In response, Ennahda withdrew its representative on the commission. Party officials have variously said that they pulled out because the commission was overstepping its authority, or that the restrictions curtailed their ability to reach Tunisians in expensive precincts abroad. But members of the commission say Ennahda objected only to the restrictions on foreign fund-raising.
“I believe it was because they rely on foreign funds,” Latifa Lakther, vice president of the commission, who acknowledged a personal bias against the party. “It is logical. They have a lot of money, and they left because of that law concerning financing.”
Ennahda officials say they have followed the rules, which apply only to the final weeks of the campaign, and they deny any foreign financing. The accusations about gulf money are “completely baseless,” the party’s founder, Rachid Ghannouchi, said last week at a news conference. After supporting itself for 40 years of oppression and exile, he said, his party now counts members of the Tunisian elite among its donors. Moreover, he added, his moderate and democratic Islamic politics have hardly endeared him to the gulf autocracies; he is barred from Iran and Saudi Arabia.
Other party officials, though, have acknowledged that party members directed contributions from the gulf to charitable efforts, like helping Libyan refugees. “Ennahda is a social phenomenon before it is a political party,” said Said Ferjani, a member of its political bureau, adding that in the future the group planned to divide its social service work more clearly from its political activities to clear up any impression of a benefit to its candidates.
Ennahda’s supporters, for their part, point to Slim Riahi, founder of the Free Patriotic Union party, which election officials say has been another one of the biggest spenders here. An expatriate businessman who made an oil fortune in Libya, Mr. Riahi has no history in politics, scant history in Tunisia and no discernible ideology. His party’s best-known candidate is the former soccer star Shokri Waa. Asked whether the party was better described as center-left or center-right, a spokesman said, “Center-center.”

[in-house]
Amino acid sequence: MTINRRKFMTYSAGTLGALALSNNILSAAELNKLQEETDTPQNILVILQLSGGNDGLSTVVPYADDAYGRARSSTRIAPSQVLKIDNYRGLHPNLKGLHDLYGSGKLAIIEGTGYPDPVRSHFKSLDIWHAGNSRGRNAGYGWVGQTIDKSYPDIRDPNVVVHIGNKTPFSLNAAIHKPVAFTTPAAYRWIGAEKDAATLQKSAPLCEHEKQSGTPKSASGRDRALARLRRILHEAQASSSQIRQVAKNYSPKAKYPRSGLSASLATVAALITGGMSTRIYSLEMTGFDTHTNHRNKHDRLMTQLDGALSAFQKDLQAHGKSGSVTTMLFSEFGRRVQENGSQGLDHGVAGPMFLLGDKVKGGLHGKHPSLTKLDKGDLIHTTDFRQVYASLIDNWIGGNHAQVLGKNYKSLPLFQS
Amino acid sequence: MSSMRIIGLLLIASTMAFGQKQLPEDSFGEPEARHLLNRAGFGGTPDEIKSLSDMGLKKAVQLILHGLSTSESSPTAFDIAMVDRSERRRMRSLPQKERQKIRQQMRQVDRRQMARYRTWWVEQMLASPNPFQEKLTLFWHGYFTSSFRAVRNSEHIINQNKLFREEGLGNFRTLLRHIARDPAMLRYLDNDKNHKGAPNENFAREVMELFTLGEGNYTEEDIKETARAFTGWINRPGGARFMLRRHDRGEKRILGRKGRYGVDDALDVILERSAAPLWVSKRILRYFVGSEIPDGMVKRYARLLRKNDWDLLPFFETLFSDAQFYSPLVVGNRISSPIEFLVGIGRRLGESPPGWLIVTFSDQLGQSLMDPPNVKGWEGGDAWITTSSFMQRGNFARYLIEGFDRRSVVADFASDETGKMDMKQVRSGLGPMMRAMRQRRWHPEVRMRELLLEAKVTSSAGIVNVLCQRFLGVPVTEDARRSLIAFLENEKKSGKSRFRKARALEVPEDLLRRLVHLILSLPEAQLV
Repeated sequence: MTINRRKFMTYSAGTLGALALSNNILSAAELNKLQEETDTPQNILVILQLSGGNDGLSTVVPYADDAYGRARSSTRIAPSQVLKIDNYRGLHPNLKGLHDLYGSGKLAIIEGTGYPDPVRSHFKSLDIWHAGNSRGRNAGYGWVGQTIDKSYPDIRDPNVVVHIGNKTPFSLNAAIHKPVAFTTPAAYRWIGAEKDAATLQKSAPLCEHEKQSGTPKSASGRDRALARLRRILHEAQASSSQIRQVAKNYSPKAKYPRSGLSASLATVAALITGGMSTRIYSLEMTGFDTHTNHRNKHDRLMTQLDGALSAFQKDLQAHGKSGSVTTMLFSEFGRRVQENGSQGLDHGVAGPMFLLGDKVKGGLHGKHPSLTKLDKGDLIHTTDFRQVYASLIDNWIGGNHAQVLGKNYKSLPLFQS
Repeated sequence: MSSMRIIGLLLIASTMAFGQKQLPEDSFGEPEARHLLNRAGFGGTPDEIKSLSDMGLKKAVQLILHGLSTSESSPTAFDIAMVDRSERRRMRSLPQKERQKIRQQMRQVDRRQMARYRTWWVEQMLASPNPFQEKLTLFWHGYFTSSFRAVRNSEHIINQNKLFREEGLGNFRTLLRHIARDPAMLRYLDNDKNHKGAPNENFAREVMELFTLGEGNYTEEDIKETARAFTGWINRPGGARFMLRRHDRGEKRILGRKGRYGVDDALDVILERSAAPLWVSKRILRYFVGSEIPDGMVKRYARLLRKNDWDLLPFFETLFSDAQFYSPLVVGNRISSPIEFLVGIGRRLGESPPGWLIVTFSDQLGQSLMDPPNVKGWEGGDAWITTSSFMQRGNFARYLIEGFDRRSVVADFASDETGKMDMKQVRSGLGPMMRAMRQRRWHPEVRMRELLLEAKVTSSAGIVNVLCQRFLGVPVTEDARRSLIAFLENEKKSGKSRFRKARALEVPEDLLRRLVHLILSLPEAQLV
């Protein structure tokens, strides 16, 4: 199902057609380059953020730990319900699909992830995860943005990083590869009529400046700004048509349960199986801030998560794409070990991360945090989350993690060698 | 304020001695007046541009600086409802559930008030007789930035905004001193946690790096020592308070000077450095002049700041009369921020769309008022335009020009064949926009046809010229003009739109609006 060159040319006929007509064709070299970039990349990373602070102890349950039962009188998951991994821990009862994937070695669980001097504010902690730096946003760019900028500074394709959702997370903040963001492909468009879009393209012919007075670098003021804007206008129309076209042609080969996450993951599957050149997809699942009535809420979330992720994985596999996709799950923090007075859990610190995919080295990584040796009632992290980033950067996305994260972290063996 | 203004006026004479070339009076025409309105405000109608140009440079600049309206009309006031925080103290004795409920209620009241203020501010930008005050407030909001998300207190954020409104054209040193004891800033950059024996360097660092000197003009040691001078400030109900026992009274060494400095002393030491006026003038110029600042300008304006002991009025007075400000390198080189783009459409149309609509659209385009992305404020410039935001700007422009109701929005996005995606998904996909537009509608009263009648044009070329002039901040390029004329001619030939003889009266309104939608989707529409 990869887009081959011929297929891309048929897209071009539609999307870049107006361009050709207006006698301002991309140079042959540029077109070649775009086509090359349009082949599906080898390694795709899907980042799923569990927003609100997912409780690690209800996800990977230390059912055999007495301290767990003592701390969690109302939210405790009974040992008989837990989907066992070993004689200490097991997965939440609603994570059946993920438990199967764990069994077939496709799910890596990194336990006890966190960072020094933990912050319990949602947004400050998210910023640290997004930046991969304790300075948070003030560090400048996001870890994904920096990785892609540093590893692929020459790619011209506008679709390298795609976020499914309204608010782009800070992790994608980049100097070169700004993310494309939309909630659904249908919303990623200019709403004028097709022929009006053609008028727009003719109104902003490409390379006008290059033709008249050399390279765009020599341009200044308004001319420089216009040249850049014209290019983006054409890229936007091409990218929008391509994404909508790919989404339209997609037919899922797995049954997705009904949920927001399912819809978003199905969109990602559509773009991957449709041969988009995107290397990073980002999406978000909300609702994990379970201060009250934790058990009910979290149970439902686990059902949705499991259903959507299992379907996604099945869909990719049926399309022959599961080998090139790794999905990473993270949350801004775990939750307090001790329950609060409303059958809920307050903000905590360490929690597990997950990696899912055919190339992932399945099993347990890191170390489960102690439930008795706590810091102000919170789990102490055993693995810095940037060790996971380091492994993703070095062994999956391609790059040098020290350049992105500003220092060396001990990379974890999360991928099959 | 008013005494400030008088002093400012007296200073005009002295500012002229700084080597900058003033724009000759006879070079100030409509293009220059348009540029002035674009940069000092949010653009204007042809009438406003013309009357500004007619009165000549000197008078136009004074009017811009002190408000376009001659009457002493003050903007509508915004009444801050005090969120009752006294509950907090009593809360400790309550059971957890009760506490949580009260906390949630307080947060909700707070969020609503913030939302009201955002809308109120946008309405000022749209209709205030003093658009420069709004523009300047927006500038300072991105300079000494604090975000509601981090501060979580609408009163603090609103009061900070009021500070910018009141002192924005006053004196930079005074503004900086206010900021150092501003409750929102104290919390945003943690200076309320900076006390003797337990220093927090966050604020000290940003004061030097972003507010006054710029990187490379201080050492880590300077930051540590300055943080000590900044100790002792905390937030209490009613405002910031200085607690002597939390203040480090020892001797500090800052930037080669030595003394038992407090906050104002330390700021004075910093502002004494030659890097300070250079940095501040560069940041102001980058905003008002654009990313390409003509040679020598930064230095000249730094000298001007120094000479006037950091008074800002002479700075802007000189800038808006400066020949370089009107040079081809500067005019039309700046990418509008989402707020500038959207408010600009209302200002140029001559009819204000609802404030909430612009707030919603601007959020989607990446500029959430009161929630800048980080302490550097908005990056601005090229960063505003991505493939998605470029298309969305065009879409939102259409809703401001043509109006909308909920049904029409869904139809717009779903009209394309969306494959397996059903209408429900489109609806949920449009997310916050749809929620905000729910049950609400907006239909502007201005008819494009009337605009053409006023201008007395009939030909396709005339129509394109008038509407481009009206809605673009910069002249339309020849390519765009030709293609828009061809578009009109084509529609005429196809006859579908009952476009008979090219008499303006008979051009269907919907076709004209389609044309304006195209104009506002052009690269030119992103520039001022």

“There was a political void that Ben Ali left, and we saw that many political parties were going to take advantage of this to manipulate the Tunisian people,” said Fouad Maatook, a co-founder of the party, explaining its creation.
In an effort to shake his party’s reputation as a rich man’s plaything, Mr. Riahi recently dropped by a Tunis slum in his chauffeured Porsche Cayenne, making a videotaped visit to the home of Aouiha Mimouni. Elderly, nearly deaf and unable to remember her own age, she was sitting on a frayed mattress on the cement floor of her dark, unheated room.
After he left the building, Ms. Mimouni said she had no idea who he was or why he had come.
Ennahda’s main rival, the Progressive Democratic Party, has also advertised heavily on billboards around the country in a full Western-style political campaign rivaling Mr. Riahi’s. In the final rallies, the party’s leaders publicly thanked but did not name the Tunisian businesspeople who it said had paid for its lavish campaign.
But Tunisian radio programs have carried testimonies of former party members who said they defected because of its financial reliance on people who profited under Mr. Ben Ali’s corrupt government. And as the party’s lead candidate, a lawyer in a well-worn glen-plaid suit, tried to hand out fliers on the streets of the hard-pressed town of Kasserine, some said they doubted the party’s credibility.
“All these guys are ex-R.C.D.,” Hasan Guermit, 24 and unemployed, referring to the former governing party. “They come to the martyrs’ neighborhood to get out votes, but then they will turn against us.” He said he was leaning toward Ennahda.